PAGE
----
Female pattern hair loss, though commonly associated with other conditions, is a genetic trait with a strong disposition that can be inherited from both parents. FPHL involves hair shedding in excessive amounts and the progressive thinning of volume and hairline. In understanding how the condition stands apart from other similar patterns, sufferers of FPHL have a better chance of addressing the issue.
Male Pattern Baldness
Thinning hair is perhaps more commonly associated with the receding hairline at the front of the scalp, eventually followed by a bald patch at the top of the head. This
familiar scenario, however, is almost always the order of male pattern baldness. In women, this pattern of hair loss is much different. It is advised that women be on the look out for sure signs of FPHL and other mature onset conditions.
Signs and Causes
FPHL typically begins on top of the head, slowly thinning towards the outer edges of the scalp. Though research is still uncertain, thinning usually begins sometime after menopause, suggesting that estrogens may promote hair growth. However, professionals are certain that chronic telogen effluvium, or consistent hair shedding, is related to but not necessarily the same as FPHL. Chronic shedding can be due to stress, disease, or treatment of some form, but it does not necessarily denote an ongoing hair loss condition.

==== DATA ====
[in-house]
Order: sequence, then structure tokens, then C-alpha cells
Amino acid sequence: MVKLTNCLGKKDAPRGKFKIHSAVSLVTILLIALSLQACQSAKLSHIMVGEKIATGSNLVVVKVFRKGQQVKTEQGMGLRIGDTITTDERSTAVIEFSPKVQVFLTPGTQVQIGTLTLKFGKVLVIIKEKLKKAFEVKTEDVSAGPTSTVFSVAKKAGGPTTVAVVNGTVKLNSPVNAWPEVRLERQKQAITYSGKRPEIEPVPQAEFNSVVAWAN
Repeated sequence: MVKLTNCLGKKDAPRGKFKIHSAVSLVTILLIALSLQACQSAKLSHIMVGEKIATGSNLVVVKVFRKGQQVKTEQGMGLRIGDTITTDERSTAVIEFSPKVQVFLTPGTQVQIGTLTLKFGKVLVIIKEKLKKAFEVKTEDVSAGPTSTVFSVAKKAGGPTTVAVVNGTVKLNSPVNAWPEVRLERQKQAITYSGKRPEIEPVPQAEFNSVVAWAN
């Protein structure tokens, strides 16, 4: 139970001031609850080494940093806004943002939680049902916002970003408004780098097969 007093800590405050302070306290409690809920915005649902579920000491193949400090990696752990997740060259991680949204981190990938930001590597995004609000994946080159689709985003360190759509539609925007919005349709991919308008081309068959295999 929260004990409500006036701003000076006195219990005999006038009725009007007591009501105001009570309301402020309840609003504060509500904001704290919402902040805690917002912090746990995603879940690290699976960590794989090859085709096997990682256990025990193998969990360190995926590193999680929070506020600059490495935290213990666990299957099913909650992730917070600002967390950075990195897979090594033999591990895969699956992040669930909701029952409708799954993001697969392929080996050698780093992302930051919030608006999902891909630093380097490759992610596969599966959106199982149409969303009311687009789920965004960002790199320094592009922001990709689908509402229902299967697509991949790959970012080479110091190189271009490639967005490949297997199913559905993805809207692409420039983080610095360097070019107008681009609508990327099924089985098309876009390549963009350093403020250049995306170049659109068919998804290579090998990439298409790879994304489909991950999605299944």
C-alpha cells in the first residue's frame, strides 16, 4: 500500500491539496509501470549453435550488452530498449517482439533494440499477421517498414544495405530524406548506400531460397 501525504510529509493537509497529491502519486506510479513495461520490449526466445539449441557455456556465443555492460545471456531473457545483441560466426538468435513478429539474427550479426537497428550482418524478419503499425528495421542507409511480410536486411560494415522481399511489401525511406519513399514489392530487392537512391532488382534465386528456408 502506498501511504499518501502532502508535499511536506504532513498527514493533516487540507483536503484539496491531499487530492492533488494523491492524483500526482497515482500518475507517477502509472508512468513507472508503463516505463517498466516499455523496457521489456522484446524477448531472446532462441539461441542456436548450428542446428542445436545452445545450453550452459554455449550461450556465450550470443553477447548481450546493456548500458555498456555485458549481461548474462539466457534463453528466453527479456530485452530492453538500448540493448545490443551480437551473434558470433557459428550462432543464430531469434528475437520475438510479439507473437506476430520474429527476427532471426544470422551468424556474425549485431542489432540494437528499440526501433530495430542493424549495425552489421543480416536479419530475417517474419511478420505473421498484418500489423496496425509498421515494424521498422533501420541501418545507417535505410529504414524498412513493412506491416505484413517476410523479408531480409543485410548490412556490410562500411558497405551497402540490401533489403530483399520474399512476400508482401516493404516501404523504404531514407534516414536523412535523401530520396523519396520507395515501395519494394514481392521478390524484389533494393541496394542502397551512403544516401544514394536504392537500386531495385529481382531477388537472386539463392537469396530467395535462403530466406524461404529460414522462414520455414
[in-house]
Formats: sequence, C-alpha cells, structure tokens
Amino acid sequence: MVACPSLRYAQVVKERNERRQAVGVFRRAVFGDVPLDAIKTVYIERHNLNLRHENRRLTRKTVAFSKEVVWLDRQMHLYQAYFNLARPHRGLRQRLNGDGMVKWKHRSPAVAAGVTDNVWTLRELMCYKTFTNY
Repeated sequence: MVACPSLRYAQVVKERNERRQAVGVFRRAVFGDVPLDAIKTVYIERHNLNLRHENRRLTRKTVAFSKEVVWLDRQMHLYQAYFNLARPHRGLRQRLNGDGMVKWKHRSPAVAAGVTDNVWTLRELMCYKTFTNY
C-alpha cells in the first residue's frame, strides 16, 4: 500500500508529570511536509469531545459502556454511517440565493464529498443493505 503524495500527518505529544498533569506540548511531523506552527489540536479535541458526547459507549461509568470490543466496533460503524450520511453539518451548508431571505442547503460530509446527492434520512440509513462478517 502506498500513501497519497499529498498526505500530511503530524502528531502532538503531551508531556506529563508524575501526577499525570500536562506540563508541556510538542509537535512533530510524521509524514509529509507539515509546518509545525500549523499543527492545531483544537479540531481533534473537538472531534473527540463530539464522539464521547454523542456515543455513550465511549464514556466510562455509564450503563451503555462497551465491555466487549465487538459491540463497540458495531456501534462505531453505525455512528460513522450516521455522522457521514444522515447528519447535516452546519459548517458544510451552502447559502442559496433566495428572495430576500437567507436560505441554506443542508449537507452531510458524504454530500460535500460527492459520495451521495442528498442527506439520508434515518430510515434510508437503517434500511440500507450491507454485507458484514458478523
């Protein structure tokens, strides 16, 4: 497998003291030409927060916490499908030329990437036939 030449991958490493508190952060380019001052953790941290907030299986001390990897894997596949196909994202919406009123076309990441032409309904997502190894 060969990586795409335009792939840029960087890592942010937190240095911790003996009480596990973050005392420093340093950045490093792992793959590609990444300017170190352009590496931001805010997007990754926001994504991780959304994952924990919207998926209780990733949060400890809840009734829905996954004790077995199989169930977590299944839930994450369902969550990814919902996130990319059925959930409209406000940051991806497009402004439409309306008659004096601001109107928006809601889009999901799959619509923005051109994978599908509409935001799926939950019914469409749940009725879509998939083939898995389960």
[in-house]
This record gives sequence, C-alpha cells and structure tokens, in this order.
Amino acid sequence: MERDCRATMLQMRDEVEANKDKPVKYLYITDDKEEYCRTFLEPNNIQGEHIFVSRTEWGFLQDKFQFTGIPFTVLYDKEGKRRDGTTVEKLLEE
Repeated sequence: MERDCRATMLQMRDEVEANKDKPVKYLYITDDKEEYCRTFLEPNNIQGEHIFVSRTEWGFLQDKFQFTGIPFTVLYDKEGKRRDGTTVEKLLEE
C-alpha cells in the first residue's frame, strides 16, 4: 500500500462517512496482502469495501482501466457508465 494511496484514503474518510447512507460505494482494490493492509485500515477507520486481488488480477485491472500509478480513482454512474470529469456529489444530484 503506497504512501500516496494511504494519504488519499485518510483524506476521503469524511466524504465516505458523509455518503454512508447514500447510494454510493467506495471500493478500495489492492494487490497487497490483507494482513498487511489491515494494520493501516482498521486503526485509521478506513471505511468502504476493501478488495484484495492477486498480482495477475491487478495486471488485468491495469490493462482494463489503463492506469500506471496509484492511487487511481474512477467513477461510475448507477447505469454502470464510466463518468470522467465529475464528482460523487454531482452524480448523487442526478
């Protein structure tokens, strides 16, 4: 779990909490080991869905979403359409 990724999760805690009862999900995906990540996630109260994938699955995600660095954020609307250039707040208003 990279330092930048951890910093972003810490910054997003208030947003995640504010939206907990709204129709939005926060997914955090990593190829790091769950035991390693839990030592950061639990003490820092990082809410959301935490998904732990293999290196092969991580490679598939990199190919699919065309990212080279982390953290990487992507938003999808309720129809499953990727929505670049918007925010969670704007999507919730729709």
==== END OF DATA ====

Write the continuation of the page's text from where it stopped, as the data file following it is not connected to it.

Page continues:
Progression And Effects
Hair is produced in phases known as anagen and telogen. During anagen, the hair dies within the follicles and then lies dormant for around three months during the telogen phase. A new anagen phase then begins where the body proceeds to grow new hair again at the base of the follicle. With FPHL, this anagen phase ceases to produce new hair. For this reason, thinning can happen in bursts of three to six months, followed by a full year without any unusual loss. This process, while purely cosmetic and not dangerous, can be distressing for women. Common effects associated with FPHL are depression and low self-esteem, leading to victims becoming introverted and given to feelings of unattractiveness during periods of hair loss.
There are programs and treatments meant to slow the progression of FPHL. Hormonal treatment to block androgens, medications to promote hair growth, and scalp laser treatment are all possible options for patients. As hormone testing for FPHL is currently unreliable, women who have noticed early signs are encouraged to visit our center for help.